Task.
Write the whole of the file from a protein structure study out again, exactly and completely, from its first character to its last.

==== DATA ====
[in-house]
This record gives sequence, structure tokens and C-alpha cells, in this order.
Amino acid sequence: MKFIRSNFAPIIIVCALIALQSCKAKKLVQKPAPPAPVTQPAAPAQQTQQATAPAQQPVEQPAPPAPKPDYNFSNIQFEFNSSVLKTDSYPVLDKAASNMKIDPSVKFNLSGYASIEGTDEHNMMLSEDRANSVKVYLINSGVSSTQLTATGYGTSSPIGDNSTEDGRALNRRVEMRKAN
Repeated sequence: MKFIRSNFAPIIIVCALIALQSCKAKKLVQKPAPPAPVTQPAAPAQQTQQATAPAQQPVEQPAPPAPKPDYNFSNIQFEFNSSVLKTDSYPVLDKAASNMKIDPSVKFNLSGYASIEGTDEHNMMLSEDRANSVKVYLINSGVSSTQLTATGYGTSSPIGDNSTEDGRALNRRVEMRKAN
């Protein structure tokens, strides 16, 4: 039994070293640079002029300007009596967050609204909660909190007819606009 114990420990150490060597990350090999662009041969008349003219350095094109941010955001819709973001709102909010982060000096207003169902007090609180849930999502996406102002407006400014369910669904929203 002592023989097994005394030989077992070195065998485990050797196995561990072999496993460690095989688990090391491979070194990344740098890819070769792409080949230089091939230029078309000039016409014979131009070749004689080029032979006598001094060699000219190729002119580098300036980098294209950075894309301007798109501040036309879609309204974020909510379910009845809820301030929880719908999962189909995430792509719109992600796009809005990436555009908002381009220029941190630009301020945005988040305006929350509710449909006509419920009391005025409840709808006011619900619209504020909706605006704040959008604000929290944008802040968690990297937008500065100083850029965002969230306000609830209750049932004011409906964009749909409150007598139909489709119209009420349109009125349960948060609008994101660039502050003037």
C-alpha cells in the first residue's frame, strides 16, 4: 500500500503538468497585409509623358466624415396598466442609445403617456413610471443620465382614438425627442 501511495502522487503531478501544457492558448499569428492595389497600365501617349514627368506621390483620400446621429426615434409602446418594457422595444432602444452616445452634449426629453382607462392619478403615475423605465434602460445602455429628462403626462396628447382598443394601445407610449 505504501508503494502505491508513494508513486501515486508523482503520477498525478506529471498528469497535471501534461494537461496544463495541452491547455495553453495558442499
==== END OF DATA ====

[in-house]
This record gives sequence, structure tokens and C-alpha cells, in this order.
Amino acid sequence: MKFIRSNFAPIIIVCALIALQSCKAKKLVQKPAPPAPVTQPAAPAQQTQQATAPAQQPVEQPAPPAPKPDYNFSNIQFEFNSSVLKTDSYPVLDKAASNMKIDPSVKFNLSGYASIEGTDEHNMMLSEDRANSVKVYLINSGVSSTQLTATGYGTSSPIGDNSTEDGRALNRRVEMRKAN
Repeated sequence: MKFIRSNFAPIIIVCALIALQSCKAKKLVQKPAPPAPVTQPAAPAQQTQQATAPAQQPVEQPAPPAPKPDYNFSNIQFEFNSSVLKTDSYPVLDKAASNMKIDPSVKFNLSGYASIEGTDEHNMMLSEDRANSVKVYLINSGVSSTQLTATGYGTSSPIGDNSTEDGRALNRRVEMRKAN
């Protein structure tokens, strides 16, 4: 039994070293640079002029300007009596967050609204909660909190007819606009 114990420990150490060597990350090999662009041969008349003219350095094109941010955001819709973001709102909010982060000096207003169902007090609180849930999502996406102002407006400014369910669904929203 002592023989097994005394030989077992070195065998485990050797196995561990072999496993460690095989688990090391491979070194990344740098890819070769792409080949230089091939230029078309000039016409014979131009070749004689080029032979006598001094060699000219190729002119580098300036980098294209950075894309301007798109501040036309879609309204974020909510379910009845809820301030929880719908999962189909995430792509719109992600796009809005990436555009908002381009220029941190630009301020945005988040305006929350509710449909006509419920009391005025409840709808006011619900619209504020909706605006704040959008604000929290944008802040968690990297937008500065100083850029965002969230306000609830209750049932004011409906964009749909409150007598139909489709119209009420349109009125349960948060609008994101660039502050003037």
C-alpha cells in the first residue's frame, strides 16, 4: 500500500503538468497585409509623358466624415396598466442609445403617456413610471443620465382614438425627442 501511495502522487503531478501544457492558448499569428492595389497600365501617349514627368506621390483620400446621429426615434409602446418594457422595444432602444452616445452634449426629453382607462392619478403615475423605465434602460445602455429628462403626462396628447382598443394601445407610449 505504501508503494502505491508513494508513486501515486508523482503520477498525478506529471498528469497535471501534461494537461496544463495541452491547455495553453495558442499